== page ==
Thursday, May 10, 2012

John Douglas and Aborigines in Torres Strait

This post is an extract from my PhD thesis analysing John Douglas - then the Government Resident of Thursday Island - and his relationship with Aborigines in the Torres Strait at the end of the 19th century and the beginning of the 20th century.

Douglas was also responsible for overseeing and regulating Aborigines, drawn from the Aboriginal tribes in western and northern Cape York, working in the Torres Strait fisheries.  Many of them had been kidnapped,[1] and in 1884 it was estimated that half of the 500 or so men employed in the bêche-de-mer fishery on Murray, Darnley and Yorke Islands were Aboriginal.[2]

Some went voluntarily, seeking adventure in the new world; some were kidnapped and forced to work as divers; many were sold for a bag of flour by tribal elders, who themselves were exploiting the young men.[3]
Douglas was in no doubt that this “scandalous traffic” had led to Cape York Aborigines being hostile towards the fisheries industry.[4]  This hostility was further fuelled by fishery crews who often stole Aboriginal women and spread venereal disease through the communities, causing immense social disruption and disintegration.[5]  In 1891, Douglas assisted Moravian missionaries to establish the Mapoon mission, the first mission settlement on western Cape York.  He selected a site for them on the Batavia River, and, on the missionaries’ arrival at Thursday Island, prepared two luggers to transport them and their supplies.  He also provided a police guard.[6]
Douglas saw it as his duty to protect Aborigines from the depredations of the fisheries’ owners and consequently refused to issue permits for the employment of Aboriginal children or women.[7]  His religious and social code reinforced a deeply felt sense of fair play, which was genuinely offended when marginalised groups were harshly treated.[8]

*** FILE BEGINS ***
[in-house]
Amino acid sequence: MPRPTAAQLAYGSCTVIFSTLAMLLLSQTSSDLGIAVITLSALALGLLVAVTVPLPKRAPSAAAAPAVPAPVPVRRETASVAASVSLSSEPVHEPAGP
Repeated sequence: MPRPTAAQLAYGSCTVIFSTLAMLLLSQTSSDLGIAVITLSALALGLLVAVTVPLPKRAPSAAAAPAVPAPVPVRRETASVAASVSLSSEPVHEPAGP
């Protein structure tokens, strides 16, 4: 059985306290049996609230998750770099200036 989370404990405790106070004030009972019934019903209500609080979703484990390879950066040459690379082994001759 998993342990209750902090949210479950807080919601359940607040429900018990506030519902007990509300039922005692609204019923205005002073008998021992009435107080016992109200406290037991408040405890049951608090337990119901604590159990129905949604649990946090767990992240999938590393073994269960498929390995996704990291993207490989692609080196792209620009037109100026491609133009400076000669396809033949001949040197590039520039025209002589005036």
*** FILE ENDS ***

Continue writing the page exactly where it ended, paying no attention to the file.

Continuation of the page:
This was poignantly illustrated in 1890 when, after a lugger had been stolen, two Aborigines from the Batavia River region were captured by pearl-shellers and brought to Thursday Island to stand trial.  Douglas wrote to the colonial secretary in London:
I felt some sympathy for them – they looked like frightened wild things who were in mortal terror of their lives.  It is difficult to know what to do with them.  We are trying to find an interpreter who understands their language.  They have offended no doubt, but what possible conception can they have of our forms of law.[9]
On another occasion, following the theft of a boat, Douglas dismissed it as being prompted “on the part of some hired blacks, merely by the desire to return home as their period of service had expired.”[10]  Douglas’s role in protecting Aborigines from the worst abuses of the pearl-shellers was resented by employers,[11] as was his support for the Mapoon mission.  Fisheries employers were concerned that many Aborigines living and working on the mission and coming under the influence of missionaries would refuse to work in the fisheries.[12]
Douglas’s support for the mission extended to his penning an anonymous article in the Queenslander newspaper in which he refuted all the complaints made against it by the pearl-shellers.[13]  Despite Douglas being a thorn in their side, the pearl-shellers did - and, indeed, could do little about it.  As a visitor to Thursday Island in 1894 recorded in his diary, Douglas was:
a very worthy man, most conscientious and strict … The inhabitants, we were told, or at least many of them, want to get rid of him, the real objection I believe being that he is too upright for them.[14]
On northern Cape York, Douglas did what he could to improve conditions for Aborigines.  He wanted to set up a system similar to that of the Mamoose in Torres Strait, and arranged for Yarra-Ham-Quon and Tong-Ham-Blow, the chiefs of the Jardine River and Seven Rivers tribes, to visit Thursday Island.  There they experienced “something of the customs and laws of the Whites,” agreed to govern their community in a similar manner, were given farm and household implements, and installed as ‘Kings.’  However, Douglas believed that no “lasting beneficial results” would occur until a “sufficiently disinterested” European was prepared to live among the tribes on a permanent basis.[15]  Moreover, despite his support for the Mapoon Mission, by 1903 Douglas despaired of countering the pernicious effects of European contact on the Aboriginal population of the Cape York Peninsula: “The poor things …It is very difficult to save them.”[16]